Next year we may all be living in New York
No good times like the olden days
Happy golden days of yore
Faithful friends who were dear to us
Will be near to us no more
But at least we all will be together
If the Lord allows
From now on, we’ll have to muddle through somehow
So have yourself a merry little Christmas now

My emotions during the holidays weigh heavily. Christmastime brings a contemplative melancholia that I actually revel in, and there is a wistful type of comfort in accepting this. In knowing that the season is steeped in nostalgia and want for a better time and place. In accepting that my memories will grow a little dimmer with the passing of the year. In acknowledging that our world can be unraveled, changed, and built back up with little of our own control. In understanding that friends, family, or loved ones are gone from our lives – for good. I feel akin with the folks who recognize that Christmas can be complicated, emotionally irresolute, and inherently blue.
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A Geek’s Journal From 1976

I have recently been enjoying Steven Thompson’s new blog A Geek’s Journal 1976. Steven was a teenage geek in 1976 and he is blogging all of his old diary entries from that year. Each entry is from the current date – 35 years ago. Here’s an excerpt from today’s entry:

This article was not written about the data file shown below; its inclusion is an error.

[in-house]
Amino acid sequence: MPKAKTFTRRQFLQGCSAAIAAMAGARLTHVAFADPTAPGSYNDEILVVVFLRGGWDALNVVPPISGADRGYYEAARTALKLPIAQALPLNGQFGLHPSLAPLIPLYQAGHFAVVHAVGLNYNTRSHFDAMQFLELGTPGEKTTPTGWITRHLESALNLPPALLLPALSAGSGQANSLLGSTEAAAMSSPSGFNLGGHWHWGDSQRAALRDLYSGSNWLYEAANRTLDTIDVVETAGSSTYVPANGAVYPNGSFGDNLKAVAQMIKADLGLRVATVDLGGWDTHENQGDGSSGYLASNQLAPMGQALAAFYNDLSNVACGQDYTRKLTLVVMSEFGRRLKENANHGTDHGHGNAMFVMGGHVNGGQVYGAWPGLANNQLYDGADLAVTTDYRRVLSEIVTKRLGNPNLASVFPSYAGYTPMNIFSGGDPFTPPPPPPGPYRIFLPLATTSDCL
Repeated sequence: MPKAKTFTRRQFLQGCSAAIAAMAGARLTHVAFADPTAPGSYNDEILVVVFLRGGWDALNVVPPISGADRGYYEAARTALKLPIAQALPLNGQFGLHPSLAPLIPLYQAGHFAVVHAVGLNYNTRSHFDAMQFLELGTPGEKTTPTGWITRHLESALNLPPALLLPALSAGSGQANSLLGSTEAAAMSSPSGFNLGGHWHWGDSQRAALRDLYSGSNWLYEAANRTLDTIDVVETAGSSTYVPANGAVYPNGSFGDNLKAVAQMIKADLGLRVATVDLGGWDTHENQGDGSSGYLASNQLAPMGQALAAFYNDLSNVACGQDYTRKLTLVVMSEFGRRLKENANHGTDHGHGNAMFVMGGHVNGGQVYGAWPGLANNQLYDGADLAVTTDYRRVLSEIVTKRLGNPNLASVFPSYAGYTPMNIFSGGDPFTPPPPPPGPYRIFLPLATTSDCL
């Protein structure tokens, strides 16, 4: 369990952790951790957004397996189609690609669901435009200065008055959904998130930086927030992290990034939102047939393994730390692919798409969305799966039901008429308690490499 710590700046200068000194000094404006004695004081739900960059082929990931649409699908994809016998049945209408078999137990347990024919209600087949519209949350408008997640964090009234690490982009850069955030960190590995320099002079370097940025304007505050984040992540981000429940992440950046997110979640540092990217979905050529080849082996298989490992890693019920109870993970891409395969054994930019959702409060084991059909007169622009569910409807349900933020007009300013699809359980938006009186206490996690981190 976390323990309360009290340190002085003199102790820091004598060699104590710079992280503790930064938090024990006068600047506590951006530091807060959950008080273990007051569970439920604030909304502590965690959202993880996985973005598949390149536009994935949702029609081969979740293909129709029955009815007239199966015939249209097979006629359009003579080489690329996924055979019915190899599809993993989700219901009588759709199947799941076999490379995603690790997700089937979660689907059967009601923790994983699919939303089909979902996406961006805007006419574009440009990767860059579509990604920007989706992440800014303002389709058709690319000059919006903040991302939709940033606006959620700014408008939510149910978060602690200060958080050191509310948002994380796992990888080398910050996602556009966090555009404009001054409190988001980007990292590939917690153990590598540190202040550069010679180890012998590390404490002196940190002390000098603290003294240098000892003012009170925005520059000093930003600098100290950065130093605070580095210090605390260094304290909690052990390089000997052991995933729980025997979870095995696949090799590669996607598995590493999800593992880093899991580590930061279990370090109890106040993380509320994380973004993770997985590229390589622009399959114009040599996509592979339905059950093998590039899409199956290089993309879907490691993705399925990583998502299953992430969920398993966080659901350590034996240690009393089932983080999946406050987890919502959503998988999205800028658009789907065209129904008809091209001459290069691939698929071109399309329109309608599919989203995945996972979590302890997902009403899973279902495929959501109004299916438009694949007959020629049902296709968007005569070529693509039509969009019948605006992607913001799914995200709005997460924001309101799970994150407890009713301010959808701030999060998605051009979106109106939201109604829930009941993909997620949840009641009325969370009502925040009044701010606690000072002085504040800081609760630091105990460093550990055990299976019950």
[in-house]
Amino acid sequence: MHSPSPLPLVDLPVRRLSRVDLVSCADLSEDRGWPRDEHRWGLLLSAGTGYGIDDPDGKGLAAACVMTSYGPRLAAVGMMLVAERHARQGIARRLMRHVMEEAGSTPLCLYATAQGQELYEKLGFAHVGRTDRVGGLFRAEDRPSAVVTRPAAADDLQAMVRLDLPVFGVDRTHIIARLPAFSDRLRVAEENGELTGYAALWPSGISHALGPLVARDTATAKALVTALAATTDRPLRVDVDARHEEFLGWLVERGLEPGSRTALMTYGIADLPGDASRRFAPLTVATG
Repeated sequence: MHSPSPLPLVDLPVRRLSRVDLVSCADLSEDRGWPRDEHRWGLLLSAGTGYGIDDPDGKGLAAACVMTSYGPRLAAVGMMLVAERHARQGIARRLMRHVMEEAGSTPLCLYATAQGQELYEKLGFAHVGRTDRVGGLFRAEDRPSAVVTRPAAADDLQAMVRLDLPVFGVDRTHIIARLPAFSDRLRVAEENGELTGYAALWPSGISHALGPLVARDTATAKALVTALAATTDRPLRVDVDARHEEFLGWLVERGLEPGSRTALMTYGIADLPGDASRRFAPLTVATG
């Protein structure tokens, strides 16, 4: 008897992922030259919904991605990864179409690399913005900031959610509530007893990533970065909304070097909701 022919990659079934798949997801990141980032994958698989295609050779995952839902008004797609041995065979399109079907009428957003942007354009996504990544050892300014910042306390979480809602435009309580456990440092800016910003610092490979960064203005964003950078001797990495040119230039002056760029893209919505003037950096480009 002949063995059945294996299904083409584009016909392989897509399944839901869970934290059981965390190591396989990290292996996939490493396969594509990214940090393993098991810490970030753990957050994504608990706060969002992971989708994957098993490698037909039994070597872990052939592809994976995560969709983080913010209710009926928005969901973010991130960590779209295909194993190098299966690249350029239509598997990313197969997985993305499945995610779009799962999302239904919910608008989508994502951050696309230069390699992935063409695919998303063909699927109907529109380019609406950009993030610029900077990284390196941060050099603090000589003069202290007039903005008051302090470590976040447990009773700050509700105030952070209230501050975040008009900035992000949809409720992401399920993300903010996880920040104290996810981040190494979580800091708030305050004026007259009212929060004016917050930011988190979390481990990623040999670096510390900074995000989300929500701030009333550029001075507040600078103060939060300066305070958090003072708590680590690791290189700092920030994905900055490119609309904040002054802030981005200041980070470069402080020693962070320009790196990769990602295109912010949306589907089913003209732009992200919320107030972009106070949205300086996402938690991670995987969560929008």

After school I took the bus straight over the river again. I picked up one great comic, one great magazine and two not bad comics…as well as finally giving in and buying HUSTLER. Tried to avoid that last one but guess I didn’t try hard enough. I did manage to avoid actually opening it or even flipping through it, though. Stuffed it right under the chair pillow unread. Maybe the more I learn about myself, the more I realize I don’t really need that kind of thing. I can do without it. Maybe I can hold out past my limit this time without any trouble. I hope so.

While I was over there, I ordered my very first triple from Wendy’s but when I got home I found dad had got my usual six coneys. So…I ate all of it!

In the midst of all the posturing, bravado, and “personal branding” in the blogosphere these days, it’s refreshing to see a project with this much heart. There’s a certain level of exposure and vulnerability to a project like this that I find appealing not only because of the often cringe worthy events recorded there in, but because of the both funny and sad way it is written.

Dip And Dunk

There was a time when they dotted the landscape in five and dime stores, bus stations, roller rinks, and amusement parks from coast to coast. In todays world of digital photography, finding an oldstyle photobooth (original chemical chemical dip & dunk botths, not the digital ones) is like finding a soda fountain shop – I can hardly avoid partaking in it’s nostalgic appeal and usually end up spending a few bucks. Photobooths in Colorado can be located at The Collective in Boulder and at Sputnik in Denver. While you’re at it, go check out the Photobooth Blog.